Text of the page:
Perhaps one of the more obvious reasons Nintendo never decided to pursue a more powerful Switch is to avoid dividing its own players. It's something the industry has unfortunately seen before, especially in regards to recent Sony and Microsoft consoles. Recent examples like the disastrous launch of "Cyberpunk 2077" or even the well-received "Control" tell the same story. When titles are being developed for multiple platforms of varying power, there's going to be a clear winner and loser in performance; something developers like Remedy Entertainment have extensively commented on in the past.


In the case of "Cyberpunk 2077," the game was nigh-unplayable on last-gen consoles and is still being ironed out since its release in late 2020. As for "Control," massive drops in frame rate were reported for players on base PS4 or Xbox One consoles (per Polygon). Naturally, the same types of situations could happen to Nintendo too, if it had a lineup of consoles all competing for the same shelf space. 

As it stands, there isn't a high bar and a low bar for Switch games; there's just what the console is capable of and what it isn't.

Nintendo Doesn't Want A Repeat Of The Wii U

One of the more recent Nintendo flops was the ill-fated successor to the ultra-popular Wii, the Wii U. The Wii U sadly flopped when it was released in 2012, but it certainly wasn't the fate Nintendo had initially expected for the console. Releasing to little fanfare, the Wii U tried to take all the success the Wii experienced and amplify a few core features that fans loved.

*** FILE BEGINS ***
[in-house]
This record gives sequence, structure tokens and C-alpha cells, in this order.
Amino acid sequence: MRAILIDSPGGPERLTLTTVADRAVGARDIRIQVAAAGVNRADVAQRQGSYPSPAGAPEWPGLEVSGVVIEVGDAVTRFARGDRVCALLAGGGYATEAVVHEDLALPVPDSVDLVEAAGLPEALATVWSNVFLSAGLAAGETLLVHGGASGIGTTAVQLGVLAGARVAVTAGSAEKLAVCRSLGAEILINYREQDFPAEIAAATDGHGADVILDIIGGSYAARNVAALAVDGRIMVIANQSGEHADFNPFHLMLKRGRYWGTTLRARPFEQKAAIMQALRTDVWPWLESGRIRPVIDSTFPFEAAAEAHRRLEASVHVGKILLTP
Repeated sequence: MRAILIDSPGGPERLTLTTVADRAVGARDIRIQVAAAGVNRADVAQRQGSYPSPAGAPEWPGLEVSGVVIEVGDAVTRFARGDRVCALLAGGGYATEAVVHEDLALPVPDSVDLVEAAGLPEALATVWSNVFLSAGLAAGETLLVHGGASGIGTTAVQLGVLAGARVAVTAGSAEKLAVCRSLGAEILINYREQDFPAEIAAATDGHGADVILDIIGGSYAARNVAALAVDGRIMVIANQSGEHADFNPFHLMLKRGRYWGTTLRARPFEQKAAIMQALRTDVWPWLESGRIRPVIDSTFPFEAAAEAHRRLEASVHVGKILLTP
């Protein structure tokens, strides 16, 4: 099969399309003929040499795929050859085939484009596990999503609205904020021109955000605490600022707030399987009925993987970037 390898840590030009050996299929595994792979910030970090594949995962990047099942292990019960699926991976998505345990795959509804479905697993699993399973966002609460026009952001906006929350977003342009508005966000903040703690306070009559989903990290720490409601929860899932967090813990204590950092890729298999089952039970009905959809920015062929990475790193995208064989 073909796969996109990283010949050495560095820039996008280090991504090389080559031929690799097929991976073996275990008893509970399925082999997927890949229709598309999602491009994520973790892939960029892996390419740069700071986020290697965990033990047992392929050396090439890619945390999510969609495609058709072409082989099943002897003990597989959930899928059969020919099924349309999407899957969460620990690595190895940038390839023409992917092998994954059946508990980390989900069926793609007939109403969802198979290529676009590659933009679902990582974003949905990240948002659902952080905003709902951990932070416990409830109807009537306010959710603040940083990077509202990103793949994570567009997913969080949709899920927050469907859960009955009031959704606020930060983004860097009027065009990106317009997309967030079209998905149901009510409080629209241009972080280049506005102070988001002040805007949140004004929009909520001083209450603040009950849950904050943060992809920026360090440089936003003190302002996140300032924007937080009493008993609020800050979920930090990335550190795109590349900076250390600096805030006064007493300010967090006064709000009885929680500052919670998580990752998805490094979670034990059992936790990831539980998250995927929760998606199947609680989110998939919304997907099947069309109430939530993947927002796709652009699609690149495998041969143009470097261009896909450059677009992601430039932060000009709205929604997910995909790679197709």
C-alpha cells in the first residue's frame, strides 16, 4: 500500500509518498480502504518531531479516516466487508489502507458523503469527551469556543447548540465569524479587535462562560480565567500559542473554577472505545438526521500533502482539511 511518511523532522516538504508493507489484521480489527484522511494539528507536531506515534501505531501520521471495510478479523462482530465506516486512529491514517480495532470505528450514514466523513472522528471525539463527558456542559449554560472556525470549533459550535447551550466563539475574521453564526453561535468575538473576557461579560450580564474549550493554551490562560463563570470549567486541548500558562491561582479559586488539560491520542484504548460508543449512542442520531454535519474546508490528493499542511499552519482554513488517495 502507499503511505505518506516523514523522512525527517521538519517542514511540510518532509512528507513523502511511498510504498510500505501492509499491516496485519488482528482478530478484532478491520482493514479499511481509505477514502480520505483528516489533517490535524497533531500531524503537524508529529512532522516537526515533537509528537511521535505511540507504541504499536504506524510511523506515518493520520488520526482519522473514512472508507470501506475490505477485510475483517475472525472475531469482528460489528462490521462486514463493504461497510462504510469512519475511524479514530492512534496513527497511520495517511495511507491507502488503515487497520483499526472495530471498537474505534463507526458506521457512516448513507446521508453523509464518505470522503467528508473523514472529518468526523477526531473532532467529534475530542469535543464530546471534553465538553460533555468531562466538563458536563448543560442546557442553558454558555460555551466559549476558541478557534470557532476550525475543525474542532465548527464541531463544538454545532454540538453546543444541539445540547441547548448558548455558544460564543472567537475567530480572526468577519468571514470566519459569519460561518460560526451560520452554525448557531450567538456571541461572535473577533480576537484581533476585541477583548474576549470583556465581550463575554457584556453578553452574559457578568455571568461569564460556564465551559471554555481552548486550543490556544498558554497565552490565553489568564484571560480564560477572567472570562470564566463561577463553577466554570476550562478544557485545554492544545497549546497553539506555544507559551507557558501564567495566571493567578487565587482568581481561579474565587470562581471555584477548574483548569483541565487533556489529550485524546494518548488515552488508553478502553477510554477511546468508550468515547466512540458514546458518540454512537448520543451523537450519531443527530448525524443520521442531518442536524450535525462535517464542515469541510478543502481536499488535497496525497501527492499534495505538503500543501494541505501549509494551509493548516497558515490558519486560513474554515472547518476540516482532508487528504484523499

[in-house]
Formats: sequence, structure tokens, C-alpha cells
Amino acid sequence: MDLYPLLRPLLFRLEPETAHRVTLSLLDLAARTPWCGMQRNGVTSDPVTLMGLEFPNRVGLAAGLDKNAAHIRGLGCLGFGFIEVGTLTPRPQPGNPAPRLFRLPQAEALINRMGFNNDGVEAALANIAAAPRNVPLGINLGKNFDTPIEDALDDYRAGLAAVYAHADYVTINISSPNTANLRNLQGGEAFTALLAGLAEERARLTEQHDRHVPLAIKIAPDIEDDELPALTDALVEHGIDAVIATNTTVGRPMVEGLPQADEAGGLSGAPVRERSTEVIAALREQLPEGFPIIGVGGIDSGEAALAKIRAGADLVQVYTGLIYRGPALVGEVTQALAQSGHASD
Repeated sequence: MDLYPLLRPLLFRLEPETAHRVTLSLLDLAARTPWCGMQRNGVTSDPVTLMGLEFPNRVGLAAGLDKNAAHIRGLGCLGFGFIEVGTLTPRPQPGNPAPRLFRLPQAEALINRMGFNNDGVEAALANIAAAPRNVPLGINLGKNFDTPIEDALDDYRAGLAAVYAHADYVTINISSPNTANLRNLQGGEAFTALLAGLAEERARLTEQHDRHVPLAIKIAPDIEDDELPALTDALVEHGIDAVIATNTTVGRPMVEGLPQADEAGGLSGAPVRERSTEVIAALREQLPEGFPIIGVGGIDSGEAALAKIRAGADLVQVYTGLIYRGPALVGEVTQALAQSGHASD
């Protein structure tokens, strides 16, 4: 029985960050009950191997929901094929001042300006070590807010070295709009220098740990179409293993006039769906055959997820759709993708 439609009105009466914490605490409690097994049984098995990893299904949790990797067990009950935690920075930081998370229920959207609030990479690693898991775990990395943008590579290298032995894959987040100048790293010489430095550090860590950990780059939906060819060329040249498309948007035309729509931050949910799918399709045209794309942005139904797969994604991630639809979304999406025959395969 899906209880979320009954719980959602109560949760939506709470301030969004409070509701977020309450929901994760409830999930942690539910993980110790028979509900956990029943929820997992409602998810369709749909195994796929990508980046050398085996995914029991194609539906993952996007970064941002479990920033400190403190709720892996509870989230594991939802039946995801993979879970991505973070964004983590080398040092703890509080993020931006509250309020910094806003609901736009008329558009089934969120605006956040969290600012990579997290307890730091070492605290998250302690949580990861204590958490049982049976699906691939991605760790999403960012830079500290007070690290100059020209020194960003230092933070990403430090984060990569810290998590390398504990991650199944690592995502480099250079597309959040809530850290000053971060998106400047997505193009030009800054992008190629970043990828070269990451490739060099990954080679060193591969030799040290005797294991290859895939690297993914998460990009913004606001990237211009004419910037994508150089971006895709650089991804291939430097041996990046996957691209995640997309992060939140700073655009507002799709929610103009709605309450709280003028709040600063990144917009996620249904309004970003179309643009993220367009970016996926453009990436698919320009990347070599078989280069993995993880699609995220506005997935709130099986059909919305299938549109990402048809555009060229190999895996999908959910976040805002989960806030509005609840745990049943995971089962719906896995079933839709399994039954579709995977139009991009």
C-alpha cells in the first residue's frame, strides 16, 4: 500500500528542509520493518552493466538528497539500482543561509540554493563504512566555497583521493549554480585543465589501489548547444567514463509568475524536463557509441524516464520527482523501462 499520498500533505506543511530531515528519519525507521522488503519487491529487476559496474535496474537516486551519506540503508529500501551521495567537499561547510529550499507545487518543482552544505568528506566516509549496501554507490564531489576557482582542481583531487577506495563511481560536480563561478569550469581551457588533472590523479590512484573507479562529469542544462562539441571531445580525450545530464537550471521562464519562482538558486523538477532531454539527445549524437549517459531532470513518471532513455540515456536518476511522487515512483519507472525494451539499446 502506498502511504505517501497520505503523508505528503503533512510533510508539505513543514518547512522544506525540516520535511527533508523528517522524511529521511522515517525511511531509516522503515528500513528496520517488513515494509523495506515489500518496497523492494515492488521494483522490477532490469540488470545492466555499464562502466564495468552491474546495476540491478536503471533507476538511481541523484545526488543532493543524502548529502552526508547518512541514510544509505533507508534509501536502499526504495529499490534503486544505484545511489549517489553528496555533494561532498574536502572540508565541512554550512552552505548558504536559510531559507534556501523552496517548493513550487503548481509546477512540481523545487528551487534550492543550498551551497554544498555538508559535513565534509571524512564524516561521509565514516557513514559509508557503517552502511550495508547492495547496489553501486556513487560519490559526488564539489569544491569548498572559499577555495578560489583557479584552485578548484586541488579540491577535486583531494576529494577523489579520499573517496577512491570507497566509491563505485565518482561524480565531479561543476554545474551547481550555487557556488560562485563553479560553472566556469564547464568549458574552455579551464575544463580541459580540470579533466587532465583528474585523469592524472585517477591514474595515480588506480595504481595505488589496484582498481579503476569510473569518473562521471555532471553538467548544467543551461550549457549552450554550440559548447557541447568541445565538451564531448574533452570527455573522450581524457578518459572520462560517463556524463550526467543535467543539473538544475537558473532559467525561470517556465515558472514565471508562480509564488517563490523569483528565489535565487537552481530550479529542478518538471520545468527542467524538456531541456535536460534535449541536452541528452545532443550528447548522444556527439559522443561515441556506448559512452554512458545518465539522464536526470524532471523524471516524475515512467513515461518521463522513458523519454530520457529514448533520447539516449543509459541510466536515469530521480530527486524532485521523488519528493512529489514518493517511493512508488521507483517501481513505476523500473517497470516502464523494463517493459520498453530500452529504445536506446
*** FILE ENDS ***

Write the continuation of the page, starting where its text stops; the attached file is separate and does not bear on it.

Instead of motion controllers, the system was controlled with a tablet. In addition, the Wii U also sported some technical updates, including added graphical power and a then-impressive HD display. Unfortunately, while these ideas sounded good on paper, they didn't land the mark. As Chris Kohler (via Wired) put it, "Wii U has staked out a weird middle ground that nobody seems to be standing on. On one flank it has the high-end videogame consoles, which are actually not that much more expensive than a Wii U. On the other are tablets and smartphones, which represent a much better value for more casual players. Wii U isn't the perfect fit for anyone who isn't already motivated to buy it because they're fans of specific pieces of Nintendo software."


It would seem like just making a more technically impressive Switch would solve problems, but it'd be far too easy for Nintendo to replicate its mistakes with the Wii U when trying to make the fabled Switch Pro.

Analysts Expect A New Nintendo Console In 2024

There's no need for another Switch if analyst predictions hold true, and they've had a pretty good track record so far. During Gameindustry.biz's yearly gaming prediction panel, Amphere analyst Piers Harding-Rolls said, "I'm not expecting a Switch Pro in 2022. We have a next-gen Nintendo console in our forecasts for late 2024, so I'm not convinced a 'Pro' model is going to appear at all." Harding-Rolls doesn't expect a Switch Pro at all, because Nintendo seems to be approaching the point in the Switch's life where the company will begin looking towards what comes next. 


The Switch will be seven years old by 2024, and that's actually over the average amount of time between Nintendo's previous console launches (per Business Insider). Given the history of when Nintendo announces new consoles, alongside the impressive track record of correct predictions made by Harding-Rolls, it's safe to say that players only have to wait a couple more years at most before Nintendo's ready to show off its next big thing.

While players may have been upset as the years have gone on with no definitive signs of a Switch Pro, it's probably for the better. Persistent Joy-Con issues, the ramifications of juggling two versions of the same console, and other logistical issues could haunt a Switch Pro model and potential do more harm than good. The best case scenario might just be for Nintendo to learn form its recent successes and turn it into something new that players will fall in love with.